The U.S. Postal Service (USPS) is in the middle of a political tug-of-war, with U.S. President Donald Trump repeatedly insisting that using mail-in ballots during the 2020 U.S. presidential election will lead to voter fraud, claims debunked by various sources and documented by CNN’s fact-checking team. Opposition groups argue that President Trump and the USPS’ top ranking officer, Postmaster General Louis DeJoy, the first Postmaster General to not have risen internally through the ranks of the USPS since Nixon’s 1970 reform of the position, are intentionally gutting the USPS in order to hamper mail-in voting procedures.
DeJoy is now coming under fire after enacting a variety of structural changes, including the removal of mail sorting machines, cuts to overtime work, reshuffling of top agency executives, and reduced post office hours — in the name of cutting costs. Others are questioning why DeJoy has been allowed to retain investments in competitors to the USPS and continue to make donations to Republican political campaigns.
Since the 2006 Postal Accountability and Enhancement Act, the USPS has been restricted by price caps on many offerings and was also required to “pre-pay $5.4 to $5.8 billion every year through 2017 to a future retirees’ health benefits fund”, in the USPS’ own words. The significance of these burdens cannot be overstated: in 2006, the year the law was introduced, the USPS turned a net profit of $900 million; in 2009, a net loss just shy of $3.8B; last year in 2019, that net loss exceeded $8.8B.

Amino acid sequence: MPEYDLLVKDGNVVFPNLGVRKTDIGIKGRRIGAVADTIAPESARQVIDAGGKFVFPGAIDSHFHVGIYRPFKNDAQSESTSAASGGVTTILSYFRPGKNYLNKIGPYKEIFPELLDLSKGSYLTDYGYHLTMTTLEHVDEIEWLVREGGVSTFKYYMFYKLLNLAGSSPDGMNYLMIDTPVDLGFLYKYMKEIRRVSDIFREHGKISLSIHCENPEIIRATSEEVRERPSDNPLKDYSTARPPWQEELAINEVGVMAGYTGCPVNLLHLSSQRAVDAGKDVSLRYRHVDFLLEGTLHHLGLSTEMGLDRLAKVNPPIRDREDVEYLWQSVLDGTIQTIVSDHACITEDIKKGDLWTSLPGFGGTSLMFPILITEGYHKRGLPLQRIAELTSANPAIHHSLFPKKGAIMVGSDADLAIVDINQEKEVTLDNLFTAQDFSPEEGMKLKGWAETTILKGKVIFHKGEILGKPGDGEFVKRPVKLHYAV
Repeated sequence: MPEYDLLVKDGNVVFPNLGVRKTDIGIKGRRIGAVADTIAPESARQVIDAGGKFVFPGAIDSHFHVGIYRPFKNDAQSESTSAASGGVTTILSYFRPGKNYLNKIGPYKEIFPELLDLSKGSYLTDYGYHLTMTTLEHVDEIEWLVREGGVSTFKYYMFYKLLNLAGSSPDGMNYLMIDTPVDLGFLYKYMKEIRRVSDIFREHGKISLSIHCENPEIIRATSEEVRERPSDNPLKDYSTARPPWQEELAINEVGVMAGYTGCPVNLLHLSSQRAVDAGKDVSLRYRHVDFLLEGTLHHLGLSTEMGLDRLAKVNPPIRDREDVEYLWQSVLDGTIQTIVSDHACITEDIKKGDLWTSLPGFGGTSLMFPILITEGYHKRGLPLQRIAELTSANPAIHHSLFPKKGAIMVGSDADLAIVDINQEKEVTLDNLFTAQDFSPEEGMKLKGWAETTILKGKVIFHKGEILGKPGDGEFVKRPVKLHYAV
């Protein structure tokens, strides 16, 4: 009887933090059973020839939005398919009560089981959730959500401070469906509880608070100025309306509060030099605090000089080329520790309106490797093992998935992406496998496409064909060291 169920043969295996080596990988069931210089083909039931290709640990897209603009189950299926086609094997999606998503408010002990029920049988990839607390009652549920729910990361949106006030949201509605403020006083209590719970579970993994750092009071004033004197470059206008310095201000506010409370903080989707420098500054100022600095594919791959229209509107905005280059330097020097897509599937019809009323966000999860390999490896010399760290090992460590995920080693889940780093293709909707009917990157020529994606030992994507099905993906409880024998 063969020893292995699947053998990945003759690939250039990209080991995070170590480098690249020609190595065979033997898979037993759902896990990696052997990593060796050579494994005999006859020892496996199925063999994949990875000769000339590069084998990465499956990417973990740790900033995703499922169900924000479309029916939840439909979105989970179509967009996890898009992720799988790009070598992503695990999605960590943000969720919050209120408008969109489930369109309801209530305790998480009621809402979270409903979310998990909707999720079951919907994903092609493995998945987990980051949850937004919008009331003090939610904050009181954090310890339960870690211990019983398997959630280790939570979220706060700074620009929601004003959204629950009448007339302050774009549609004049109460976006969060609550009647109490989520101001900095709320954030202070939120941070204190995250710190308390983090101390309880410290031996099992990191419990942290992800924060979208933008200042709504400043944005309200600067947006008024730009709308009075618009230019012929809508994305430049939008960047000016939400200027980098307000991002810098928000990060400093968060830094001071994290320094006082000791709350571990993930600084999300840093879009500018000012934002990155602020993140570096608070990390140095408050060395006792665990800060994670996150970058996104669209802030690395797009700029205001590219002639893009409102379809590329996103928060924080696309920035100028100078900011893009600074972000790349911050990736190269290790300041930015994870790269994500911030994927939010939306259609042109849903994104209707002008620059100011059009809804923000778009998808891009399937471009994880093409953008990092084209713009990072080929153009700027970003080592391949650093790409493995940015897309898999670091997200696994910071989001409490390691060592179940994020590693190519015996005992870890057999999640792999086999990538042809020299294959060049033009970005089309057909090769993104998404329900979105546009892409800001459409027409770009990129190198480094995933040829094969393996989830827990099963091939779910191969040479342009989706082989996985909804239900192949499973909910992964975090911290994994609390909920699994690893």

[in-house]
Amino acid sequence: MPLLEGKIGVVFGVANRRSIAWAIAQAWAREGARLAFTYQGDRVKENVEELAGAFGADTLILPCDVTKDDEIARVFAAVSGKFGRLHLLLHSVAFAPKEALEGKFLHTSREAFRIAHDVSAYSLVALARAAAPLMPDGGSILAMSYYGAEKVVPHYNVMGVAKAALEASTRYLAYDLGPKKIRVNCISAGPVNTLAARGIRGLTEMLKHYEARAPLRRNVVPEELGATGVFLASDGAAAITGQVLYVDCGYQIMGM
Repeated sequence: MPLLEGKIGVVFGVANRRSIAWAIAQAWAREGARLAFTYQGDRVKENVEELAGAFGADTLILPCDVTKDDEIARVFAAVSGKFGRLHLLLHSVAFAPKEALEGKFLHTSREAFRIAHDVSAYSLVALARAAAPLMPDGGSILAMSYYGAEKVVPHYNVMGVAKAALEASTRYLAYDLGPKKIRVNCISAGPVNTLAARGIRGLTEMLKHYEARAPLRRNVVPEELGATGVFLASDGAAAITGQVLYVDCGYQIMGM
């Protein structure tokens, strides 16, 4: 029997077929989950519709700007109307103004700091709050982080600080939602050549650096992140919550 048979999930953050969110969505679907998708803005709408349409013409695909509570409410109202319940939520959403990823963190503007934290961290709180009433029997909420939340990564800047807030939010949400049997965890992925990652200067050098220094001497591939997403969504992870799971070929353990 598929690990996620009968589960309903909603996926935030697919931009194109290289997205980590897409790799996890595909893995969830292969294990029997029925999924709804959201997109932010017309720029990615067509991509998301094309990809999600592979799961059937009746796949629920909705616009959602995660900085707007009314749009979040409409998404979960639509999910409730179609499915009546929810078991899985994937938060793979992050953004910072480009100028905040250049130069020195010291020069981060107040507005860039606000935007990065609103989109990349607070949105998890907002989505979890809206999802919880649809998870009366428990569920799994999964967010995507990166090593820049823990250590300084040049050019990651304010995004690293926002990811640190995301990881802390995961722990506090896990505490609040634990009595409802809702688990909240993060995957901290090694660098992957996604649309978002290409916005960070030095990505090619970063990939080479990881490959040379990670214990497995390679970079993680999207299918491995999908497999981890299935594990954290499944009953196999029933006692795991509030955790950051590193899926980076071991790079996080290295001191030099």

While DeJoy has agreed to not make any further changes until after the presidential election and the House of Representatives has passed a measure providing $25B in stimulus for the USPS while rolling back said changes that DeJoy implemented, the Senate is unlikely to pass the measure. DeJoy has also stated the USPS will not be replacing any mail collection boxes or sorting machines already removed. Meanwhile, communities and businesses that rely on the USPS are already feeling the impact of the slowdown in service.
Small businesses are feeling the squeeze of the pandemic even harder now that e-commerce orders, which have risen due to the dangers of in-person shopping, are becoming unreliable, causing refunds, excessive shipping times, and more losses on already hard-hit organizations. One small business owner interviewed by the L.A. Times said, “packages [from Oakland] bound for L.A. that once took a day to get to customers were now taking more than a week to arrive.” And on /r/flipping, an online community of almost 180,000 users dedicated to reselling products at a profit (“flipping”), one user described the situation: “This is really bad for sellers. Items are stuck for days and people are pissed off. [This is] terrible for thousands of small businesses.”
And vital, often time-sensitive medication delivery across the country is struggling to make it to the people who need it. In a telling statement, the nonprofit group Disabled American Veterans (DAV) had the following to say:
“The VA (U.S. Department of Veterans Affairs) has now confirmed to us that the United States Postal Service (USPS), which is responsible for delivering about 90% of all VA mail-order prescriptions, has indeed been delayed in delivering these critical medications by an average of almost 25% over the past year, with many locations experiencing much more significant delays. To help mitigate these postal delays, the VA has been forced to switch to alternative delivery services in a number of areas across the country and is taking other actions to expedite the processing and delivery of prescriptions.”
The situation is still developing, with DeJoy facing House and Senate committee hearings next week and Congress reconvening to discuss a cash infusion to prop up the USPS in order to maintain stability for mail-in voting. In the meantime, vulnerable groups that rely on the USPS remain in limbo. The DAV statement summarized the USPS’ current state in a sobering line, declaring that “it is simply unacceptable that America’s veterans, particularly those who were injured or made ill in defense of this country, should face the prospect of not receiving necessary medications in a timely manner considering such delays can be the difference between health and sickness, or even worse.”
Photo: Matt Rourke / AP